Jenna Bush Hager highlights importance of family at Florida Forum talk


On Nov. 5, 1993, First Lady Barbara Bush attended the dedication of a new patient care tower at Wolfson Children’s Hospital, reading “Goodnight Moon” to the children being treated there.

Nearly 29 years to the day of that visit, Bush’s granddaughter, “Today” show co-host Jenna Bush Hager, visited the same hospital before sharing memories of her family at the Florida Forum speaker series – an initiative of The Women’s Board to benefit Wolfson Children’s Hospital.

A mother of three young children, Hager said her visit to the hospital’s neonatal intensive care unit (NICU) left a lasting impression.

“To see these tiny babies and their parents is something I’ll never forget,” she said, adding that during her visit, she met the family of an infant born prematurely who has been in the NICU for his entire first year of life.

“No mom wants to have to make use of these facilities,” she said, “but to know that you have this type of health care right here in your own backyard is such a comfort.”

A special bond

The Women’s Board was founded 50 years ago after twin girls Annie and Abbie Martin were born prematurely, and the hospital lacked the equipment needed to care for both infants. As a result, Abbie lived just eight days. Since that time, The Women’s Board has raised $35 million to ensure that Wolfson Children’s Hospital has the equipment, facilities and resources to provide first-class care to its young patients. Thanks in part to that support, Wolfson’s was the facility at which conjoined twins Conner and Carter Mirabal were successfully separated in 2015.

During her Florida Forum talk, Hager spoke fondly of the special bond she enjoys with her own twin sister, Barbara.

“We have always been aware how lucky we are to have been born twins,” she said. “We were 18 when our dad became president after a really long recount, and to have a sister to hold your hand on a day like that was such a blessing.”

Hager noted that it’s not uncommon for people to want to make comparisons between twins.

“People would say, ‘Barbara’s the quiet one and you’re the loud one,’” she said. “Or ‘She’s the smart one and you’re the funny one.’ I’d want to say, ‘Can’t we be a little of both?’”

When their father left the White House in January 2009, the Bush sisters penned a letter to incoming “first daughters” Sasha and Malia Obama, encouraging them to remember who their father was during difficult times and to enjoy as much as possible their time in the White House.

For Hager, her fondest memories of her years at 1600 Pennsylvania Avenue revolve around family. In particular, she fondly recalls spending Christmas at the White House – a tradition started by her grandfather during his presidency and continued during her father’s two terms in office.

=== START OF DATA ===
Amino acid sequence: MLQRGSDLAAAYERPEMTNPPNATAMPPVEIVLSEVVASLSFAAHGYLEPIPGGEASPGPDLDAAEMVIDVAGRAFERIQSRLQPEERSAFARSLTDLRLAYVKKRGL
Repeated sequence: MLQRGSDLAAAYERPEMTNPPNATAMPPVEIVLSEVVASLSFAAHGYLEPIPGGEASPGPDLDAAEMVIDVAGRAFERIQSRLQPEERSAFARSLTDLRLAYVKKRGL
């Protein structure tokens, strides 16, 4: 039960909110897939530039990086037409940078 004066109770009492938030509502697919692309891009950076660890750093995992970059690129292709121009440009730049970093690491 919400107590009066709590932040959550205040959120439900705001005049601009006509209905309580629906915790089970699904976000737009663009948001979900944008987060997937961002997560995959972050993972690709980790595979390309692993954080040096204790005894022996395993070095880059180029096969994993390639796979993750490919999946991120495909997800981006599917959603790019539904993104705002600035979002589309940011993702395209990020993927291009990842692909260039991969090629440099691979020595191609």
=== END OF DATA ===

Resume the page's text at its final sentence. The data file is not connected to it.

“We had 12 years where the entire extended family, with aunts and uncles and cousins, would gather for Christmas at the White House,” she said. “So, when I think of those years, it’s a lot about family.”

Hager noted that her parents tried as much as possible to allow their daughters to enjoy a normal college experience during his presidency. To that end, the girls’ Secret Service protection was instructed to be nearby but not to follow them into college classrooms or other buildings.

That all changed on 9/11.

“I woke up in my dorm that day, looked out the window and there were about 10 (Secret Service agents) standing outside. I thought, ‘What’s happened?’”

A similar group of agents was waiting at Yale for Barbara. Both Bush daughters were escorted to safe locations as the world watched the tragedy unfold.

“The agents protecting Barbara were actually based out of the World Trade Center, so they were getting calls from family while trying to locate some of their colleagues,” Hager said. “Barbara recalled that one of the agents had his 5-year-old daughter with him and she was jumping up and down on the bed in this motel. She said it was a jarring juxtaposition – this little girl’s innocence with what was happening. And then everything changed.”

Asked if it has been difficult to make her own mark in the world coming from such an accomplished family, Hager said she has never resented being a Bush and that she was proud of what she had worked hard to accomplish as an author of several best-selling books and co-host of the “Today” show, where her contributions include launching “Read with Jenna,” a book club that spotlights debut and diverse voices. She also recently launched a production company to bring some of the featured books to television.

So, what’s next for Jenna Bush Hager?

“Of all the jobs I’ve had, I take the job of mother most seriously,” she said. “We try really hard to have a house that is joyful, where our kids feel that they are enough.

“So, what’s next are those three little people – and they will be for the rest of my life.”


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